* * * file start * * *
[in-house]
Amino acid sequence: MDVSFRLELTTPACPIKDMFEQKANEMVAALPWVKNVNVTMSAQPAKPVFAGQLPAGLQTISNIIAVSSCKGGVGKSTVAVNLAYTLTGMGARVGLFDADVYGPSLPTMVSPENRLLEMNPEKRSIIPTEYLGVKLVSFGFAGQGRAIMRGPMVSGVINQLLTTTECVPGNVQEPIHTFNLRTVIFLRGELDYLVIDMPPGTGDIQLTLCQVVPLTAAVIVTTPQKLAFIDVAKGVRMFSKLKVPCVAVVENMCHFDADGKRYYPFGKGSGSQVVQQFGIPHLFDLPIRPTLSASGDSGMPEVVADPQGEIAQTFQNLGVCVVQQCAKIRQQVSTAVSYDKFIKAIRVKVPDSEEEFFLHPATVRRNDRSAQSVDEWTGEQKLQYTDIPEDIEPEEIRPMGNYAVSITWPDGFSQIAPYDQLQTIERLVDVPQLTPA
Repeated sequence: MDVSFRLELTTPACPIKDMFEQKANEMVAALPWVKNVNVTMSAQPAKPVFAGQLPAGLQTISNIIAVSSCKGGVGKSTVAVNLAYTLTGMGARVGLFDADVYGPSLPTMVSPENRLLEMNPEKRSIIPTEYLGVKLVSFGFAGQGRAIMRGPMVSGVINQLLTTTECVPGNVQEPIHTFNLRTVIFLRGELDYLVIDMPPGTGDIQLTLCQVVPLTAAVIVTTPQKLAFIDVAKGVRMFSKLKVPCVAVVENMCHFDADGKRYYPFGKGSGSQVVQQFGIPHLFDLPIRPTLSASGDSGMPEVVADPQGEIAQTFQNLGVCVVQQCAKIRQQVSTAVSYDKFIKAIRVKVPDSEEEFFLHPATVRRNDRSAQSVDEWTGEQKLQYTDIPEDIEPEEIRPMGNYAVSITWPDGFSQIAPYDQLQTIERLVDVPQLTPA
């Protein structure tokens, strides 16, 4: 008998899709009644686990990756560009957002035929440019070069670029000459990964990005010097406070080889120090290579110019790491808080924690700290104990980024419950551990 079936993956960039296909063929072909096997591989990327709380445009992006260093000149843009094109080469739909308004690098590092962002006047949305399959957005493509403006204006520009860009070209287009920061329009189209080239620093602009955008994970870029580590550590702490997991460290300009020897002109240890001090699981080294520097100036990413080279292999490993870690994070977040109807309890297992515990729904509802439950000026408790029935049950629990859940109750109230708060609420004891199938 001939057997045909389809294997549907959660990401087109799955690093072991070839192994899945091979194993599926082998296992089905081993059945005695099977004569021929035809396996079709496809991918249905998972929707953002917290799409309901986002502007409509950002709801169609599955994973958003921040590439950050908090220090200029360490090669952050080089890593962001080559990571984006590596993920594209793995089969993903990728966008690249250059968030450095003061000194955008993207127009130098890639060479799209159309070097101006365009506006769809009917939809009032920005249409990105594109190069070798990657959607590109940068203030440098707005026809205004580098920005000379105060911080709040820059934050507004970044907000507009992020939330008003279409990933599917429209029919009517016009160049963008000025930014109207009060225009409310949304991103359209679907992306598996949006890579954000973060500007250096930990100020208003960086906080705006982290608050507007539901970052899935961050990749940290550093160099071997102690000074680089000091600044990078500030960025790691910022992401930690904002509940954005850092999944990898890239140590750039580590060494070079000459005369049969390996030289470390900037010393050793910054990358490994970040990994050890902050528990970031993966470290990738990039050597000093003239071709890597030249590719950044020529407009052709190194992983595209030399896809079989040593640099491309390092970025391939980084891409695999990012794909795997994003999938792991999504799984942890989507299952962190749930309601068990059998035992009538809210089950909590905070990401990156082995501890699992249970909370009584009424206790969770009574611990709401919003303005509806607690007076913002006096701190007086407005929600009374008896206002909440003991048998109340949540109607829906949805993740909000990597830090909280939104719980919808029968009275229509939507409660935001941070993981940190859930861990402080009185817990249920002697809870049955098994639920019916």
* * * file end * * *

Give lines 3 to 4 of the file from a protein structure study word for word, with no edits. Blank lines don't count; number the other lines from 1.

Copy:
Repeated sequence: MDVSFRLELTTPACPIKDMFEQKANEMVAALPWVKNVNVTMSAQPAKPVFAGQLPAGLQTISNIIAVSSCKGGVGKSTVAVNLAYTLTGMGARVGLFDADVYGPSLPTMVSPENRLLEMNPEKRSIIPTEYLGVKLVSFGFAGQGRAIMRGPMVSGVINQLLTTTECVPGNVQEPIHTFNLRTVIFLRGELDYLVIDMPPGTGDIQLTLCQVVPLTAAVIVTTPQKLAFIDVAKGVRMFSKLKVPCVAVVENMCHFDADGKRYYPFGKGSGSQVVQQFGIPHLFDLPIRPTLSASGDSGMPEVVADPQGEIAQTFQNLGVCVVQQCAKIRQQVSTAVSYDKFIKAIRVKVPDSEEEFFLHPATVRRNDRSAQSVDEWTGEQKLQYTDIPEDIEPEEIRPMGNYAVSITWPDGFSQIAPYDQLQTIERLVDVPQLTPA
């Protein structure tokens, strides 16, 4: 008998899709009644686990990756560009957002035929440019070069670029000459990964990005010097406070080889120090290579110019790491808080924690700290104990980024419950551990 079936993956960039296909063929072909096997591989990327709380445009992006260093000149843009094109080469739909308004690098590092962002006047949305399959957005493509403006204006520009860009070209287009920061329009189209080239620093602009955008994970870029580590550590702490997991460290300009020897002109240890001090699981080294520097100036990413080279292999490993870690994070977040109807309890297992515990729904509802439950000026408790029935049950629990859940109750109230708060609420004891199938 001939057997045909389809294997549907959660990401087109799955690093072991070839192994899945091979194993599926082998296992089905081993059945005695099977004569021929035809396996079709496809991918249905998972929707953002917290799409309901986002502007409509950002709801169609599955994973958003921040590439950050908090220090200029360490090669952050080089890593962001080559990571984006590596993920594209793995089969993903990728966008690249250059968030450095003061000194955008993207127009130098890639060479799209159309070097101006365009506006769809009917939809009032920005249409990105594109190069070798990657959607590109940068203030440098707005026809205004580098920005000379105060911080709040820059934050507004970044907000507009992020939330008003279409990933599917429209029919009517016009160049963008000025930014109207009060225009409310949304991103359209679907992306598996949006890579954000973060500007250096930990100020208003960086906080705006982290608050507007539901970052899935961050990749940290550093160099071997102690000074680089000091600044990078500030960025790691910022992401930690904002509940954005850092999944990898890239140590750039580590060494070079000459005369049969390996030289470390900037010393050793910054990358490994970040990994050890902050528990970031993966470290990738990039050597000093003239071709890597030249590719950044020529407009052709190194992983595209030399896809079989040593640099491309390092970025391939980084891409695999990012794909795997994003999938792991999504799984942890989507299952962190749930309601068990059998035992009538809210089950909590905070990401990156082995501890699992249970909370009584009424206790969770009574611990709401919003303005509806607690007076913002006096701190007086407005929600009374008896206002909440003991048998109340949540109607829906949805993740909000990597830090909280939104719980919808029968009275229509939507409660935001941070993981940190859930861990402080009185817990249920002697809870049955098994639920019916």